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Flying High?

Friday 1 February 2013, 16:50

Mark Kermode Mark Kermode

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The big movie released this week is Flight with Denzel Washington as a pilot with an alcohol problem. This seems like the perfect time to list my five most memorable screen drunks - but what are yours?

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Mark reviews Flight

Denzel Washington interviewed by Simon Mayo

Denzel's Top Five

 

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    Comment number 81.

    [this comment is for the site's web guru's: this post appears to be on the wrong date, at the time of this writing you have it down as posted Wednesday 2nd January 2013, it was either posted Wednesday 30th January, or, more likely, Friday 1st February 2013]

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    Comment number 82.

    Oh, as for my two penneth worth, much agreement with many of the posters above, especially those championing the sadly overlooked Ironweed and Cutter's Way / Cutter and Bone.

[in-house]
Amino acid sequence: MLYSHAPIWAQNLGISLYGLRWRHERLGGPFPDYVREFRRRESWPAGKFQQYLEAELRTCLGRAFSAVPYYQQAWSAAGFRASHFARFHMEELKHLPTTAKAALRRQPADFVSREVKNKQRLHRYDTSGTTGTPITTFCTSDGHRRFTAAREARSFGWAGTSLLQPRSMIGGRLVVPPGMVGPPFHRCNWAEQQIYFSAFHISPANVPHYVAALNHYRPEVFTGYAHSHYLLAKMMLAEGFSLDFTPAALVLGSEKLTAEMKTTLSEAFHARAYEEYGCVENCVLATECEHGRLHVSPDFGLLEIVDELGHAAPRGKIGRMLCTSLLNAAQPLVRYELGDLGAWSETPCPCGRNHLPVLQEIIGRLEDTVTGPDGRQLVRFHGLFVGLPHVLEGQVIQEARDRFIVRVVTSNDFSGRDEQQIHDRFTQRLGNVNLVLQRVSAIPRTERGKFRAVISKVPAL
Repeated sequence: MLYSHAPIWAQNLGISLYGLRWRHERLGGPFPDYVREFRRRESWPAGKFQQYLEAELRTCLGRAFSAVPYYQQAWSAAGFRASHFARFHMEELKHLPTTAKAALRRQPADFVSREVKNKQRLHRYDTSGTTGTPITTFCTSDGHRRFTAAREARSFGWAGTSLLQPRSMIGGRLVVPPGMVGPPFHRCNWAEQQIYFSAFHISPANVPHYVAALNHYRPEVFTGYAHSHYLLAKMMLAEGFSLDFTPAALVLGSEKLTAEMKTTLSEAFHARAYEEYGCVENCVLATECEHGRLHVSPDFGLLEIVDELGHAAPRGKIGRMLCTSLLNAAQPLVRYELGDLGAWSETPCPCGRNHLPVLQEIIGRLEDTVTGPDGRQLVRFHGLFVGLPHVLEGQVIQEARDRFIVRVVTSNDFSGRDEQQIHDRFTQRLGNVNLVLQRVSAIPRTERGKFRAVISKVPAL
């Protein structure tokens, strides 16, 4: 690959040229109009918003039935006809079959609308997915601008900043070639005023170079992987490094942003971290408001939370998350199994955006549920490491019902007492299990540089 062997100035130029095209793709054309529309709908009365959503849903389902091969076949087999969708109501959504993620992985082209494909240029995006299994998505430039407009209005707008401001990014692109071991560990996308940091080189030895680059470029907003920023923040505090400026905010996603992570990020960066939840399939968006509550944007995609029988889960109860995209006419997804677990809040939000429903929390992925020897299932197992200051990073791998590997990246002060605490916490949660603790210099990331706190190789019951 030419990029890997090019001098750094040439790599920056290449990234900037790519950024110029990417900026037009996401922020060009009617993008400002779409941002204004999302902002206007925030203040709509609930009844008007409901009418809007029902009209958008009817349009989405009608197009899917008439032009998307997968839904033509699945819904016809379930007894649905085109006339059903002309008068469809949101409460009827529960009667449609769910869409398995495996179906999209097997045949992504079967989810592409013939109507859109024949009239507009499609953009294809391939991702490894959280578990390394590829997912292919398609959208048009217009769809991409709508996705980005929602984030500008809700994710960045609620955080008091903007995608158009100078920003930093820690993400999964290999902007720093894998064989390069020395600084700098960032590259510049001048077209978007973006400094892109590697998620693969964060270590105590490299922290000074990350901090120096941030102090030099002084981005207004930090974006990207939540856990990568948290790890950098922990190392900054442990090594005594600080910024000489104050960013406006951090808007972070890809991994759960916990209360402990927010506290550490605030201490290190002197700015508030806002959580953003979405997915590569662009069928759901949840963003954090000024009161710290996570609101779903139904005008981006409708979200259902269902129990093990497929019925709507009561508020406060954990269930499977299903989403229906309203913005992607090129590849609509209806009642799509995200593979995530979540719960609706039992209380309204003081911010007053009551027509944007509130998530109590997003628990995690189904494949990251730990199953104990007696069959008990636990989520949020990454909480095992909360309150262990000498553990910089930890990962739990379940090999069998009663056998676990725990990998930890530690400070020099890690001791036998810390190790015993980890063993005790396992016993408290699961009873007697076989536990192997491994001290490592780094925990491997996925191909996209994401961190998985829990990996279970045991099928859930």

Just to add a more obscure Hollywood treasure, which I stumbled over while researching names for puppies (don't ask). Star of Midnight (1935) is a William Powell / Ginger Rodgers vehicle which clearly aims at establishing another Thin Man franchise, and it nearly seems to succeed with Powell as a bon vivant lawyer and amateur sleuth, Ginger Rodgers as a sassy sidekick and effervescent as the champagne dialogue. Maybe it was too similar for them to continue, or audiences didn't warm to the December-May Powell-Rodgers relationship, with Powell seemingly oblivious to Rodgers crush on him as an older man. Powell is rarely seen without a drink in his hand throughout, and barring the absence of lighter fluid, a drinking game based on this one would be almost as deadly as Withnail. You won't ever find more charming portrayals of functional alcoholics than Powell's.